Then I just sat there and tried all these combinations of different things, and again, whatever came to mind, which is what was so intriguing about what Joe offered to me a year and a half ago -- "I want you to try whatever comes to mind." I know that's sort of the most fertile place for me to be, is to try whatever comes to mind without talking myself out of it first.

That's what we end up doing when we're grown-ups. We get all these ideas and we spend all this time telling ourselves, "That's a stupid idea, or our friends are going to thing we're dumb," and why our professional world is going to say, "Oh, you can't do the real thing, so you're just doing that.'" All the voices in our head tell us, "Don't do it. This is stupid."

And what happened that one particular night was before I knew it, all these hours had flown by, and Mark comes back home, and I played this one sound for him, and he just laughed and laughed. Up until that point I had been playing really serious classical music, and it's really hard stuff, pages filled with black dots. In the classical guitar world there's a huge imperative, that if you set your foot into that realm, you better be really good. When you play that stuff for an audience, if you miss one note, you hear everybody go, "Oh, this is really terrible; she missed that one note."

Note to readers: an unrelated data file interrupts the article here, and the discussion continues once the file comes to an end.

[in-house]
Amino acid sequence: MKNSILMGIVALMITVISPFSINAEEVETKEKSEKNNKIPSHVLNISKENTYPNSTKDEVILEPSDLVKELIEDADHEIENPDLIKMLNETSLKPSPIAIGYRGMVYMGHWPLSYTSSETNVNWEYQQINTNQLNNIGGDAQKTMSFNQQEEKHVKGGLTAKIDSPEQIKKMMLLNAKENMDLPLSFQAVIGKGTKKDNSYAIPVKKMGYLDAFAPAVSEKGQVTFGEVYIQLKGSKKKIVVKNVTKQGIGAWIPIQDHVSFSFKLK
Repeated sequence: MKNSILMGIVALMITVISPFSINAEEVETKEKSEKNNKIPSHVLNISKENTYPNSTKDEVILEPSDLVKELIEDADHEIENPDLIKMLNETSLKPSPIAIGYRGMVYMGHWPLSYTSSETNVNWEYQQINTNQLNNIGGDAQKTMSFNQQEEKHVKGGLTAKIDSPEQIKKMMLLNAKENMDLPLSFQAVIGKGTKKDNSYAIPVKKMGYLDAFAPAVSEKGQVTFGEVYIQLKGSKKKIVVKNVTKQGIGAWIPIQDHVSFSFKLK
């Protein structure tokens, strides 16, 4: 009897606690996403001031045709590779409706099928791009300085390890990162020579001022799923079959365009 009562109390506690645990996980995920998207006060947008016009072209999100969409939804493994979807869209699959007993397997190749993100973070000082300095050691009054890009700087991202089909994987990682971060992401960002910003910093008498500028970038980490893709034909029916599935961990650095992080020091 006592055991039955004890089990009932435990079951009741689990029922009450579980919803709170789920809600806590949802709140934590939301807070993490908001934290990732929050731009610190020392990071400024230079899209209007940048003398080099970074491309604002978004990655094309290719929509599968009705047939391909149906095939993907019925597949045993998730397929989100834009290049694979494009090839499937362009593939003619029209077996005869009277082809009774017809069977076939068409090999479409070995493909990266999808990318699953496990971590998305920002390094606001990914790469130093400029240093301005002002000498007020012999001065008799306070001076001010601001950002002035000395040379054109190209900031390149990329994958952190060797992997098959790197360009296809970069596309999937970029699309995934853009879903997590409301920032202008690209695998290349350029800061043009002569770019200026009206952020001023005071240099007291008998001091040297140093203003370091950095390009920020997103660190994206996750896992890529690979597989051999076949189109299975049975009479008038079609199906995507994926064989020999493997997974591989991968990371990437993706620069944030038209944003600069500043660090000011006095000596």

So, Mark comes home, and he laughed, and I realized that that had been the thing that had been completely missing from my musical life for a long time was that feeling of, "Oh my god, what is that?" Since then, I've played so many places around the world, and I'd make a sound or a noise from my guitar, no digital effects, and people would listen to it and they would laugh. I realized that is the greatest feeling. And I felt like I loved the guitar again, like when I was a little kid. I couldn't wait to pick it up, and I could hardly stand to put it down.